Beginning in 2015, naturopaths will be free to prescribe drugs within their “scope of practice.” But as the state Office of Professional Regulation is finishing the exact wording of the new rules, the Vermont Medical Society (VMS) has expressed concern that naturopaths don’t have adequate training to prescribe drugs.
Naturopaths will be able to prescribe more prescription drugs starting in 2015. Creative Commons photo by jeffk via flickr
Dr. Harry Chen, the commissioner of the Vermont Department of Health, disagrees with the society, which represents traditional doctors.
“Naturopaths are health professionals,” Chen said. “They go through at least four years of health training after college, and they have been licensed in Vermont for 15 years. They provide the health care that many Vermonters choose.”
Naturopaths typically rely on traditional medicine and self-healing in conjunction with modern techniques.
Currently naturopaths are limited to prescribing drugs as determined by a formulary compiled in 2009. With the passing of Act 116 in 2012, all physicians in Vermont were given the right to prescribe drugs within their “scope of practice.”
The current formulary allows naturopathic physicians to prescribe a wide range of drugs, but the new regulation will dramatically increase that authority, said Bernie Noe, a licensed naturopathic physician at Green Mountain Natural Health in Montpelier.
During a hearing before the Legislative Committee on Administrative Rules last week, Sen. Diane Snelling, R-Chittenden, asked why naturopaths, who treat patients holistically, need to prescribe medications.
Chen said licensed naturopaths are primary care physicians in Vermont, and they need the tools to provide care for patients.
“I think there won’t be a problem,” he said. “Every prescription a doctor writes gets reviewed by a pharmacist. I’m in support of the regulation and I think they (the Office of Professional Regulation) are carefully considering this to ensure safety.”
The medical society wrote a letter to the Office of Professional Regulation raising questions about the phrase “scope of practice.”
Other health practitioners, such as optometrists and nurses, are already authorized to prescribe drugs within their “scope of practice.” In the letter, the Vermont Medical Society said these professions are more clearly defined and their scope of practice is restricted. Naturopaths treat the entire body and a broad range of diseases, from cancer to diabetes.
“VMS is concerned that under these proposed rules, OPR would have no guidance to rely on other than the naturopath’s own characterization of his or her scope of practice,” VMS said in the letter written by Paul Harrington, executive vice president, and Madeleine Mongan, deputy executive vice president.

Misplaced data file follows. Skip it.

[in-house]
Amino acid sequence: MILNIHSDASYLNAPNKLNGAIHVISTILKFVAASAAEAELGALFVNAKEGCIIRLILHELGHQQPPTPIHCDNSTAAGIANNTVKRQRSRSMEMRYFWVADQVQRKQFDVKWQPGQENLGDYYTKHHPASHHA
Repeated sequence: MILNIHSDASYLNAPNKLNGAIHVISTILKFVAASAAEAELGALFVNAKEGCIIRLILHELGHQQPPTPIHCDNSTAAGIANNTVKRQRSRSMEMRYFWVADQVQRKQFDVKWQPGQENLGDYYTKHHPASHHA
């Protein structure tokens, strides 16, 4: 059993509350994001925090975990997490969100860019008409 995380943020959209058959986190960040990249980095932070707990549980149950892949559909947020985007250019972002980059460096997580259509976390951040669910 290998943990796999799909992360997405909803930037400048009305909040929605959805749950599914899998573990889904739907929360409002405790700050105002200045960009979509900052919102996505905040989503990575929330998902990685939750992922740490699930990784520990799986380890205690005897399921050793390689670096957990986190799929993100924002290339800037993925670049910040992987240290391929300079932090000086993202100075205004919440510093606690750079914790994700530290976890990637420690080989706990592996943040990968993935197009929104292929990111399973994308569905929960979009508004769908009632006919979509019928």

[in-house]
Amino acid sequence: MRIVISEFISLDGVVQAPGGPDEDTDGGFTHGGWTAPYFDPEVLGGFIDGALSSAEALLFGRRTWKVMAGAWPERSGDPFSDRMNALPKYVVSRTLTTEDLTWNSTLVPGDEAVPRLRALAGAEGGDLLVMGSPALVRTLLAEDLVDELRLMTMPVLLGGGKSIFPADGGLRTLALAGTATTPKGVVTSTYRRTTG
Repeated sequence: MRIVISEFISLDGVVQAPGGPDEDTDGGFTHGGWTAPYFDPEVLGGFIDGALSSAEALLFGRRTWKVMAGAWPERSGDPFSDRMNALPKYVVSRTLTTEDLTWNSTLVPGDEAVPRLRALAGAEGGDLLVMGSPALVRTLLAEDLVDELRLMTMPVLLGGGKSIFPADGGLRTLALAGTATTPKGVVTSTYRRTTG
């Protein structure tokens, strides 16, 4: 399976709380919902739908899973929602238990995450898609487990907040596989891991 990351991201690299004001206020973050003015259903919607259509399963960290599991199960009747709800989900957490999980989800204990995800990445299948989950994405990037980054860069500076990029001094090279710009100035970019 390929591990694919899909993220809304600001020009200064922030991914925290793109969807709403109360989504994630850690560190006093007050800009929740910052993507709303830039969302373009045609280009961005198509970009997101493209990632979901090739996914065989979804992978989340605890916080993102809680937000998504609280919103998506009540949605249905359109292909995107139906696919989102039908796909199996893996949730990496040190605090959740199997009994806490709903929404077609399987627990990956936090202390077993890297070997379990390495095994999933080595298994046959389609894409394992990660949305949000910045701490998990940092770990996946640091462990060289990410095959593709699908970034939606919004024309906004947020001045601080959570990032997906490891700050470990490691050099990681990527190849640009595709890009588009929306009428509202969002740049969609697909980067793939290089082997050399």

The same issue applies to medical specialties, Chen said. Emergency physicians, for example, can prescribe cancer medications even though he or she may have little knowledge of those pharmaceuticals, he said.
Sixteen states in the U.S. have licensed naturopaths and more than half of them have the right to prescribe drugs regulated by a formulary. If the Legislative Committee on Administrative Rules passes the new regulations, Vermont will be the first state in the country to give naturopaths the unlimited right to prescribe drugs, according to the VMS.
Noe of Green Mountain Natural Health said the issue has been controversial among naturopaths. Some welcome the change as they say their work as primary care physicians has been handicapped by current regulations.
Noe describes situations in which patients come to him as a primary physician with symptoms that need to be treated with prescription drugs. “If they have asthma, they need an inhaler, or if a patient has an infection, they need antibiotics,” he said.
Currently, naturopaths are authorized to prescribe a limited number of antibiotics, and if patients are resistant to an antibiotic they must be referred to a medical doctor, Noe said.
“It’s a waste of resources,” he said. “Our medicine focuses on treating the whole person, the cause of the disease and not symptoms. So, it’s outside our core practice, but as practicing primary care physicians there are times when we do need to prescribe drugs.“
The new regulations will require naturopathic physicians to pass a pharmacology examination if they wish to prescribe drugs. The first 100 drugs prescribed will also undergo review, according to the Office of Professional Regulations.
LCAR did not reach a decision last week and has given the Office of Professional Regulation until Sept. 19 to meet with the Vermont Medical Society to work out details.